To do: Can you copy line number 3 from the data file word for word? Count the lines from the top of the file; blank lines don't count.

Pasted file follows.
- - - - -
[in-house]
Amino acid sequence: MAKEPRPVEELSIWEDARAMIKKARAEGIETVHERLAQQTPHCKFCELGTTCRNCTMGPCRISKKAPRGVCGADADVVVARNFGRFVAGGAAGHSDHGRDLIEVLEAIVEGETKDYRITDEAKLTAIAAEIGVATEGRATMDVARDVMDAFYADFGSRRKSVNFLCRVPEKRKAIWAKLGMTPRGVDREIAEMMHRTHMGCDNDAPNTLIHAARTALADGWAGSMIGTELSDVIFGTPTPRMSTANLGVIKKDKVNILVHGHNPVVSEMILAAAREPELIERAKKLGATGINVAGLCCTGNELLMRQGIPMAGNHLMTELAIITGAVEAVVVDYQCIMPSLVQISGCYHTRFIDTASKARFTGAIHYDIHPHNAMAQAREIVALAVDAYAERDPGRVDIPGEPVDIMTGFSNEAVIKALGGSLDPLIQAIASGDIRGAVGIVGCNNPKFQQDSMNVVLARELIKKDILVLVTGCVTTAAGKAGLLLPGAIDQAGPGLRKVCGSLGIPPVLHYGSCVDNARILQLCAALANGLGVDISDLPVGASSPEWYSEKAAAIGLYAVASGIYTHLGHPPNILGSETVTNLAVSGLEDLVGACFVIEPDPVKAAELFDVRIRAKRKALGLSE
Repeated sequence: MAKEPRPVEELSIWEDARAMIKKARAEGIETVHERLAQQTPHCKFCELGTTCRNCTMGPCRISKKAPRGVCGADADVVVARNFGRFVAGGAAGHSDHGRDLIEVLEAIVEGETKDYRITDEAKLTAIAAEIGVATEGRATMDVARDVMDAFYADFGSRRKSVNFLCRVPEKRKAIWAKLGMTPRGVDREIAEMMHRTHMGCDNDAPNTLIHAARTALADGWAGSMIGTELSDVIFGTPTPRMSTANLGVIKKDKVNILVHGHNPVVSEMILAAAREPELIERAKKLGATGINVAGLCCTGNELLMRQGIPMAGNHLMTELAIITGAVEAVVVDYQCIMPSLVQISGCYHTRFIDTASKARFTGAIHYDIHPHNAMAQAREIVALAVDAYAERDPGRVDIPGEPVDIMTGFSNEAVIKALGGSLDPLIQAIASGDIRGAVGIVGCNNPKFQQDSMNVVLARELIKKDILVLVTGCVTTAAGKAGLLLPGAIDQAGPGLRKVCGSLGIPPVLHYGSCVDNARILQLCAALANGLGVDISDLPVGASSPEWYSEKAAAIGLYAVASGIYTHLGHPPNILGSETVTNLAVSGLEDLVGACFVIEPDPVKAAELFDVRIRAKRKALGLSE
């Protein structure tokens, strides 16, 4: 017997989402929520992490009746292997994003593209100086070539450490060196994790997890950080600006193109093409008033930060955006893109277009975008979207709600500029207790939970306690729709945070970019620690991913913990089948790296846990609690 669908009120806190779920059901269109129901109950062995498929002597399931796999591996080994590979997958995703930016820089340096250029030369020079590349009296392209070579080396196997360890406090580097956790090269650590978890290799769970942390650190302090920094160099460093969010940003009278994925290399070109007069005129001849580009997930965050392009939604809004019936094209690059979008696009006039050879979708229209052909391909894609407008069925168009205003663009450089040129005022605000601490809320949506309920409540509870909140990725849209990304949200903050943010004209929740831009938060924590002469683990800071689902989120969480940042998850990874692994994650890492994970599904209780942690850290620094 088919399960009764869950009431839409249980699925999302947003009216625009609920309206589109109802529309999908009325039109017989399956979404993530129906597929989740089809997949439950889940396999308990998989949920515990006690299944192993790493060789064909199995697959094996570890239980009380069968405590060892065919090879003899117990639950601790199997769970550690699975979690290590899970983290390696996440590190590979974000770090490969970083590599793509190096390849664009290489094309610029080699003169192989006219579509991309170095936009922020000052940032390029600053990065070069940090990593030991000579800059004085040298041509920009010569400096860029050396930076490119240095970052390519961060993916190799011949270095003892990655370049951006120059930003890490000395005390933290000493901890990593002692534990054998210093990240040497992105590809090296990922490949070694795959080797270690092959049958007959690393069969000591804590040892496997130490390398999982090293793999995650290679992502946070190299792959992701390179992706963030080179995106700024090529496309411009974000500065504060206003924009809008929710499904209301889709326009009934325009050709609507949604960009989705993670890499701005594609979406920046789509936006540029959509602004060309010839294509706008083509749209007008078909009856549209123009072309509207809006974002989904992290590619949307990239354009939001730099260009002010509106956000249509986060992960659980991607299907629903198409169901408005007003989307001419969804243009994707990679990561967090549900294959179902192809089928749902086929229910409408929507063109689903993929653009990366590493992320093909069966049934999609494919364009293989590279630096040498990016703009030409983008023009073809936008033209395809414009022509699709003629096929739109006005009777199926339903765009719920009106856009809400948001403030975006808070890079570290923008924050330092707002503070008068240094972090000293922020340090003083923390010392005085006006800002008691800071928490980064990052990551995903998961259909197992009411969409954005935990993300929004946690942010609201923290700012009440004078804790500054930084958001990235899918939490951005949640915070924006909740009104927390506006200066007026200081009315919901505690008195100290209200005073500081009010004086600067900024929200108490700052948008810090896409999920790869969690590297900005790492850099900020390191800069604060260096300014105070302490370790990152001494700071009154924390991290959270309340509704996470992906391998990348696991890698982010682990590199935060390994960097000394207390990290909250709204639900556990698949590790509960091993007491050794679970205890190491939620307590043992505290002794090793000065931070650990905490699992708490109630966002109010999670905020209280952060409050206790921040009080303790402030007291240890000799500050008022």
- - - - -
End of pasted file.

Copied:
Repeated sequence: MAKEPRPVEELSIWEDARAMIKKARAEGIETVHERLAQQTPHCKFCELGTTCRNCTMGPCRISKKAPRGVCGADADVVVARNFGRFVAGGAAGHSDHGRDLIEVLEAIVEGETKDYRITDEAKLTAIAAEIGVATEGRATMDVARDVMDAFYADFGSRRKSVNFLCRVPEKRKAIWAKLGMTPRGVDREIAEMMHRTHMGCDNDAPNTLIHAARTALADGWAGSMIGTELSDVIFGTPTPRMSTANLGVIKKDKVNILVHGHNPVVSEMILAAAREPELIERAKKLGATGINVAGLCCTGNELLMRQGIPMAGNHLMTELAIITGAVEAVVVDYQCIMPSLVQISGCYHTRFIDTASKARFTGAIHYDIHPHNAMAQAREIVALAVDAYAERDPGRVDIPGEPVDIMTGFSNEAVIKALGGSLDPLIQAIASGDIRGAVGIVGCNNPKFQQDSMNVVLARELIKKDILVLVTGCVTTAAGKAGLLLPGAIDQAGPGLRKVCGSLGIPPVLHYGSCVDNARILQLCAALANGLGVDISDLPVGASSPEWYSEKAAAIGLYAVASGIYTHLGHPPNILGSETVTNLAVSGLEDLVGACFVIEPDPVKAAELFDVRIRAKRKALGLSE